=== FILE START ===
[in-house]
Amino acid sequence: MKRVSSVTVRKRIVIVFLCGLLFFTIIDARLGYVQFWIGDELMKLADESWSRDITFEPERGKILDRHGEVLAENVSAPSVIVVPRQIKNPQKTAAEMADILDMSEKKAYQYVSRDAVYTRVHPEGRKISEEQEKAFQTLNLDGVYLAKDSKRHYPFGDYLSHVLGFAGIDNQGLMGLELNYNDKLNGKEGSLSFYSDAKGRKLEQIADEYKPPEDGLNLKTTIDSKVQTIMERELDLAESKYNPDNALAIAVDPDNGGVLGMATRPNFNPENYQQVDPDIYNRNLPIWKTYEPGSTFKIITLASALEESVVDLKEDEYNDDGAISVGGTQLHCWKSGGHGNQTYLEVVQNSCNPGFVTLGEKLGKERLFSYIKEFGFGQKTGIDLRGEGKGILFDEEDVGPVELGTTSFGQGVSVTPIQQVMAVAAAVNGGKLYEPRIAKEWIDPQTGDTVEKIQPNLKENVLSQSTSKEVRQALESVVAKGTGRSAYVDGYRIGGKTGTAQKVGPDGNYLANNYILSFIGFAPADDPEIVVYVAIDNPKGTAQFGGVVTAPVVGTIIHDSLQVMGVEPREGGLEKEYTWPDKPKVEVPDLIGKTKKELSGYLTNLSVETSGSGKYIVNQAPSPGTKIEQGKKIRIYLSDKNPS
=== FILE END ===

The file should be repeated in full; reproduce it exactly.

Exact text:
[in-house]
Amino acid sequence: MKRVSSVTVRKRIVIVFLCGLLFFTIIDARLGYVQFWIGDELMKLADESWSRDITFEPERGKILDRHGEVLAENVSAPSVIVVPRQIKNPQKTAAEMADILDMSEKKAYQYVSRDAVYTRVHPEGRKISEEQEKAFQTLNLDGVYLAKDSKRHYPFGDYLSHVLGFAGIDNQGLMGLELNYNDKLNGKEGSLSFYSDAKGRKLEQIADEYKPPEDGLNLKTTIDSKVQTIMERELDLAESKYNPDNALAIAVDPDNGGVLGMATRPNFNPENYQQVDPDIYNRNLPIWKTYEPGSTFKIITLASALEESVVDLKEDEYNDDGAISVGGTQLHCWKSGGHGNQTYLEVVQNSCNPGFVTLGEKLGKERLFSYIKEFGFGQKTGIDLRGEGKGILFDEEDVGPVELGTTSFGQGVSVTPIQQVMAVAAAVNGGKLYEPRIAKEWIDPQTGDTVEKIQPNLKENVLSQSTSKEVRQALESVVAKGTGRSAYVDGYRIGGKTGTAQKVGPDGNYLANNYILSFIGFAPADDPEIVVYVAIDNPKGTAQFGGVVTAPVVGTIIHDSLQVMGVEPREGGLEKEYTWPDKPKVEVPDLIGKTKKELSGYLTNLSVETSGSGKYIVNQAPSPGTKIEQGKKIRIYLSDKNPS